The problem is that in the content driven culture of blogs, you don’t really have time to work much on number 1 and thus become a slave to number 2. There are not too many people who want to say upfront that most of what they do on a blog is geared toward increasing readership, links, and ultimately their standing in the ecosphere. Some see such grasping materialsim as sullying the “purity” of this new medium. Spare me. This new medium is exactly what you make of it. If you want to remain pure as the driven snow and not take any advertisements and say that you’re only writing for yourself, that’s fine. You’re welcome to that point of view and I congratulate you for it. You’re a better man than I.
Ultimately, readers will praise or condemn me not for the reason I write but for what I write – content. And here’s where the future comes into play in a big way.
How are we going to be receiving content 5 years from now? Ten years? I say “receiving” content because at the moment, we are slaves to others for access to that vital commodity. Will there come a day when content will not be “received” as much as it just simply is? In other words, if we’re not slaves to gatekeepers for the distribution of information, will there come a time when the “message is the medium?”
Iâ€™m writing this post â€” grappling with perhaps the most fundamental truth of my brief blogging career â€” because I still hear big-media colleagues insisting â€” or perhaps theyâ€™re praying â€” that content is king, that owning content is where the value is, that equity will still grow from exclusivity.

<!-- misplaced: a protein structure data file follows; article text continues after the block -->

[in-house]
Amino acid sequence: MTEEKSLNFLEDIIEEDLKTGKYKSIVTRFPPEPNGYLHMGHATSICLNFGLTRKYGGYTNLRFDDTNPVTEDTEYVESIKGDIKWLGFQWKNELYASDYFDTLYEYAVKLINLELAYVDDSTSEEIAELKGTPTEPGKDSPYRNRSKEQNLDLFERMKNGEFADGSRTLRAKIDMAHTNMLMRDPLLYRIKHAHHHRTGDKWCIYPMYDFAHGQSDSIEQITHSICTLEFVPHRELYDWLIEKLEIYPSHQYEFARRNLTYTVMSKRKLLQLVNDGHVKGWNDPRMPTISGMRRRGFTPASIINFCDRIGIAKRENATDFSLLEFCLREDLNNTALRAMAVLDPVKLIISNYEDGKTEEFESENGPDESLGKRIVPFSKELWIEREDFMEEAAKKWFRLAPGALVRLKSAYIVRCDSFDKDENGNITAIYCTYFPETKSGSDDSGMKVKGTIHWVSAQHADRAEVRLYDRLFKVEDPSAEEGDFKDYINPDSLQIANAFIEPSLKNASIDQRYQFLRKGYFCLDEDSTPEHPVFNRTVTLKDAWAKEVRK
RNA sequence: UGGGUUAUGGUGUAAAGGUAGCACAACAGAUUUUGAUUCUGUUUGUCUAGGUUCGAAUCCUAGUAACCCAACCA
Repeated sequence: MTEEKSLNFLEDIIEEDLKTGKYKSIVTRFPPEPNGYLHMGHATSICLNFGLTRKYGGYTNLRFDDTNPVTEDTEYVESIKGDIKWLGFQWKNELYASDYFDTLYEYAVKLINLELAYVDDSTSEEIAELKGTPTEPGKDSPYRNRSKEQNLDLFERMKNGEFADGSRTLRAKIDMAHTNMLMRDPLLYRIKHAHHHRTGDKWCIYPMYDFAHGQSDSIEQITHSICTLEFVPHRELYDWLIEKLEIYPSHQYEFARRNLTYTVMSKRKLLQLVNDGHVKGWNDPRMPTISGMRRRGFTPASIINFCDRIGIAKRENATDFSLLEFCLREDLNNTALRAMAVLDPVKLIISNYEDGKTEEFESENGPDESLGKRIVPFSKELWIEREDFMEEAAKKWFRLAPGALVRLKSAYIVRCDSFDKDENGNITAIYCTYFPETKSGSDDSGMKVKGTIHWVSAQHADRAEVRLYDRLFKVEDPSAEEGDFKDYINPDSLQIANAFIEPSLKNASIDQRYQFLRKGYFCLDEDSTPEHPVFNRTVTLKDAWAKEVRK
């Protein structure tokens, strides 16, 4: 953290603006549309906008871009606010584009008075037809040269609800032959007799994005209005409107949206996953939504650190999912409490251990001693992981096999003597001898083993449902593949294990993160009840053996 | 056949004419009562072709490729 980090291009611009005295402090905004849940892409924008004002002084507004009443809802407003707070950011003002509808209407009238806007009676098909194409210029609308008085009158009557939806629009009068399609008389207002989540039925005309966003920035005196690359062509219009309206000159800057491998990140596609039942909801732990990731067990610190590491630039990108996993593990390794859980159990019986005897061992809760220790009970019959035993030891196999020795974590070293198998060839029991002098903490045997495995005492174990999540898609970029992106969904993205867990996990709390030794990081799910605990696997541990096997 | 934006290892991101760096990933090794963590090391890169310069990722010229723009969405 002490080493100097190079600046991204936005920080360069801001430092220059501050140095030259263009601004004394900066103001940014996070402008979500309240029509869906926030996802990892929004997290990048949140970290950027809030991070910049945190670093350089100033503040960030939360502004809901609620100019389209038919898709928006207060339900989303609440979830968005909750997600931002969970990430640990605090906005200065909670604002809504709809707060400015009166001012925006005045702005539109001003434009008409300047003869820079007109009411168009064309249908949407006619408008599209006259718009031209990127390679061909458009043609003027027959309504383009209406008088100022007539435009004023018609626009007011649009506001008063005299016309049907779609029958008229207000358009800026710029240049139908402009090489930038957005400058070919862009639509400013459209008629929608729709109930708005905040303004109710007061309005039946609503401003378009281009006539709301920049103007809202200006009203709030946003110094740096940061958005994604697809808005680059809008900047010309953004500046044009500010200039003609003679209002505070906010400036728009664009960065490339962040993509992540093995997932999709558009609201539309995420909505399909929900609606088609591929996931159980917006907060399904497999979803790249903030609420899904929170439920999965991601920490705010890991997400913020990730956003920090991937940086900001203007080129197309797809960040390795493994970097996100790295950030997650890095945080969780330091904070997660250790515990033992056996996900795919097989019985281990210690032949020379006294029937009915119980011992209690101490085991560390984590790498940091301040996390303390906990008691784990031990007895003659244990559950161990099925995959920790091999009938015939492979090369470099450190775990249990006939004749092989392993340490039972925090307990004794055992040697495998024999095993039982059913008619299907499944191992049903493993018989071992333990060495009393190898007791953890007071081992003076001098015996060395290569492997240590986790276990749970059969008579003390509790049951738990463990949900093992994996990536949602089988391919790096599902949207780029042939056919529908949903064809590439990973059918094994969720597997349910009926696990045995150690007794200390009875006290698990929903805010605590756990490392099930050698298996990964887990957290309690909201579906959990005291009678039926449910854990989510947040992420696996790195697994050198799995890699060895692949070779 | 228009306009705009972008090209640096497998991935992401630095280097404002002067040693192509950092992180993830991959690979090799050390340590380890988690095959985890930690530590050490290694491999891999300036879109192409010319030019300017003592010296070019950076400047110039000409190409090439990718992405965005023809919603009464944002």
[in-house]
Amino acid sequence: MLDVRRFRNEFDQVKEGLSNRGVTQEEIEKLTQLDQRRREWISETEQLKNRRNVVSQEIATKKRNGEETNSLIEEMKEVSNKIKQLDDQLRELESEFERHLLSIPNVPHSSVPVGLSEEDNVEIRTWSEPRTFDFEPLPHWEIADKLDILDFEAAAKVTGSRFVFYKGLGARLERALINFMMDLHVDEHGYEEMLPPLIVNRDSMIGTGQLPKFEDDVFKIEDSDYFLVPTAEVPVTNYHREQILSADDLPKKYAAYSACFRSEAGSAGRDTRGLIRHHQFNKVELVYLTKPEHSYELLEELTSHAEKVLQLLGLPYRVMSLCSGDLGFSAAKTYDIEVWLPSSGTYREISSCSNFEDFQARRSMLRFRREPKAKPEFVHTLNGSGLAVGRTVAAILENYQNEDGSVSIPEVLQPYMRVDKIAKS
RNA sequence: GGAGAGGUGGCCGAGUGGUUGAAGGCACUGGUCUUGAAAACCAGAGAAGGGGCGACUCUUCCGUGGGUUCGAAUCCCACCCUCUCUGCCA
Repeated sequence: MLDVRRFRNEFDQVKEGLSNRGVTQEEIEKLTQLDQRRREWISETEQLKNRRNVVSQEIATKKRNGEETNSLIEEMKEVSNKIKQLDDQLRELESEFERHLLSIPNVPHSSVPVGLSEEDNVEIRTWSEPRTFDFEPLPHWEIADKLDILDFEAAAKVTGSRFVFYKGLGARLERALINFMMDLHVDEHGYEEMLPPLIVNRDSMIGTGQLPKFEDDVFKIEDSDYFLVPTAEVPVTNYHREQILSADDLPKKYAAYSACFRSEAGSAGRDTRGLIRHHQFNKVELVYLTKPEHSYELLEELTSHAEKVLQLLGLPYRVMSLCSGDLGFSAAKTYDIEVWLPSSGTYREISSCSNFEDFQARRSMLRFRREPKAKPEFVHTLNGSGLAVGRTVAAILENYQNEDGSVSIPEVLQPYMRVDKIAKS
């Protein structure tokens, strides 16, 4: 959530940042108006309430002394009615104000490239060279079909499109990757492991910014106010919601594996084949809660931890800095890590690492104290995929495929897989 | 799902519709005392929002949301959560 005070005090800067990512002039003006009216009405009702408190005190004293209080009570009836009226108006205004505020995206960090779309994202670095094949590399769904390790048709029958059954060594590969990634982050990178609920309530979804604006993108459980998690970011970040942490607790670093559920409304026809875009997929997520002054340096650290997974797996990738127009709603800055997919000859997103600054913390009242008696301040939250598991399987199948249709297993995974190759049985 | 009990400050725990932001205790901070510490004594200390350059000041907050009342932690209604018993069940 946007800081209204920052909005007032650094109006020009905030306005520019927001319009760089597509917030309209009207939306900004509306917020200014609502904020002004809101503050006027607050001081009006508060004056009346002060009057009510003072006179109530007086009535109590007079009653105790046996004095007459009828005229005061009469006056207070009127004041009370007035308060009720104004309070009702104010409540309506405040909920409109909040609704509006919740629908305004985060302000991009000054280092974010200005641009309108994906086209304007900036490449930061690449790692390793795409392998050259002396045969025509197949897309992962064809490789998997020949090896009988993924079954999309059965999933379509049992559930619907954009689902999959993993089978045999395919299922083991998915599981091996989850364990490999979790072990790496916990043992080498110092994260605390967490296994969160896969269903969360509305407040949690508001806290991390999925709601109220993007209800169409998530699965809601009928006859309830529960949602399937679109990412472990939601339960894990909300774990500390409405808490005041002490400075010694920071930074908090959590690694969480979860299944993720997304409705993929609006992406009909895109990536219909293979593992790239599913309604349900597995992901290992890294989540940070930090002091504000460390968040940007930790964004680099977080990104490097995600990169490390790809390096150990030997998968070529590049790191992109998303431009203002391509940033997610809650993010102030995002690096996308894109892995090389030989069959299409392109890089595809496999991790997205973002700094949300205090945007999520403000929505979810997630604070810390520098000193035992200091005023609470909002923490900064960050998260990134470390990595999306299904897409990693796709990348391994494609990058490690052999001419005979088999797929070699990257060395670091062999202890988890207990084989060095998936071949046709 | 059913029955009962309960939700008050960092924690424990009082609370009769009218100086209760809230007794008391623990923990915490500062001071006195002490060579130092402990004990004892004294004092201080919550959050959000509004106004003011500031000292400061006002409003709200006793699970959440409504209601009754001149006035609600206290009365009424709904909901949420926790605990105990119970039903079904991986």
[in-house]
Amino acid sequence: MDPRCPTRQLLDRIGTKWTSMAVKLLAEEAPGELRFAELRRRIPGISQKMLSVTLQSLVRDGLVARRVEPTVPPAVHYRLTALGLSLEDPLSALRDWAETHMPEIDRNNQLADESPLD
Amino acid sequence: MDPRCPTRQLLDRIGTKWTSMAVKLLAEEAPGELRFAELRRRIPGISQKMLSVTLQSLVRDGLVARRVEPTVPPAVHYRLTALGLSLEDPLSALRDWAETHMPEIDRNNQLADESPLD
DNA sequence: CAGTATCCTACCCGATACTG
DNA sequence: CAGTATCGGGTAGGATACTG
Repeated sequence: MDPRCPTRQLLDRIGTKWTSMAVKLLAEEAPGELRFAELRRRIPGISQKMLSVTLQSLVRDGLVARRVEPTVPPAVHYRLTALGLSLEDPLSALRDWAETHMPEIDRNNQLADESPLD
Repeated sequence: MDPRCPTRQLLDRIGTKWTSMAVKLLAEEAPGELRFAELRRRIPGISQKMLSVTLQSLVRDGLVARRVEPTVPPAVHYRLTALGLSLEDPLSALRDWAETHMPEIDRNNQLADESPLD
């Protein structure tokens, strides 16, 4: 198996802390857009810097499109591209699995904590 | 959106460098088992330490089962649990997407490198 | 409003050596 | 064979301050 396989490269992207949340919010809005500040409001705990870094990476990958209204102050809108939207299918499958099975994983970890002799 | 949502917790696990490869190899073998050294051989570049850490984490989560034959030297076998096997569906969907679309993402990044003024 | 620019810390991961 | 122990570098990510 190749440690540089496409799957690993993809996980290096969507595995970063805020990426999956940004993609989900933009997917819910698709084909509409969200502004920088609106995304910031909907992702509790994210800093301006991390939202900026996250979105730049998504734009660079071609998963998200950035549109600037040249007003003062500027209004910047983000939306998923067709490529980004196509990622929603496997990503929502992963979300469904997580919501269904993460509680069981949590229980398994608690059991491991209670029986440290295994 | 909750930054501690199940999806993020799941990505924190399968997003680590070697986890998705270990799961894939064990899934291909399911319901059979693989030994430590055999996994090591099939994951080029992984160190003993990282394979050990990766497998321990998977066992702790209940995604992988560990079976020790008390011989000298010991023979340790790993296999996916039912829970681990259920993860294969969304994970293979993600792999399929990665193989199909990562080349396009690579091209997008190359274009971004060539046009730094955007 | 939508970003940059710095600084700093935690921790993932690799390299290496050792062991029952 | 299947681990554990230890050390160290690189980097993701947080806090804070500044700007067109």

But no: Content is transient, its value perishable, its chance of success slight. You think your article or book or movie or song or show is worth a fortune and in a blockbuster economy, if you were insanely lucky, you could be right. But now anyone can create content. And thanks to the power of the link â€” and the trust it carries â€” anyone can get the world to see it. Is some of this new load of content crap? Sure. Lots of content in the old media world was crap, too. But donâ€™t calculate the proportions. Look instead at the gross volume of quality: Thereâ€™s simply more good stuff out there than there could be before. And it can be created at incredibly low or no cost.
There is no scarcity of good stuff. And when there is no scarcity, the value of owning a once-scarce commodity diminishes and then disappears. In fact, itâ€™s worse than that: Owning the content factory only means that you have higher costs than the next guy: You own the high-priced talent or infrastructure while your new competitor owns just her own talent and a PC.
What Jarvis is saying – and I agree with him wholeheartedly – is that I and most other bloggers are barking up the wrong tree. Content is transient. It’s not the end. It’s not even a means to an end. It simply exists. Content is not even a commodity – unless it’s so superior that it transcends conventions and enters the realm of culture itself. As Jarvis points out, that is a rare occurence. Content and how you recieve it (distribution) are secondary. But to what?
This is so hard for those of us trained in the old economy to get our heads around. That is why, like an ape on 2001, I keep poking at this obelisk to figure out what it is.
But in this new age, you donâ€™t want to own the content or the pipe that delivers it. You want to participate in what people want to do on their own. You donâ€™t want to extract value. You want to add value. You donâ€™t want to build walls or fences or gardens to keep people from doing what they want to do without you. You want to enable them to do it. You want to join in.
And once you get your head around that, you will see that you can grow so much bigger so much faster with so much less cost and risk.
So donâ€™t own the content. Help people make and find and remake and recommend and save the content they want. Donâ€™t own the distribution. Gain the trust of the people to help them use whatever distribution and medium they like to find what they want.
In these new economics, you want to stand back and interfere and restrict as little as possible. You want to reduce costs to the minimum. You want to join in wherever you are welcome.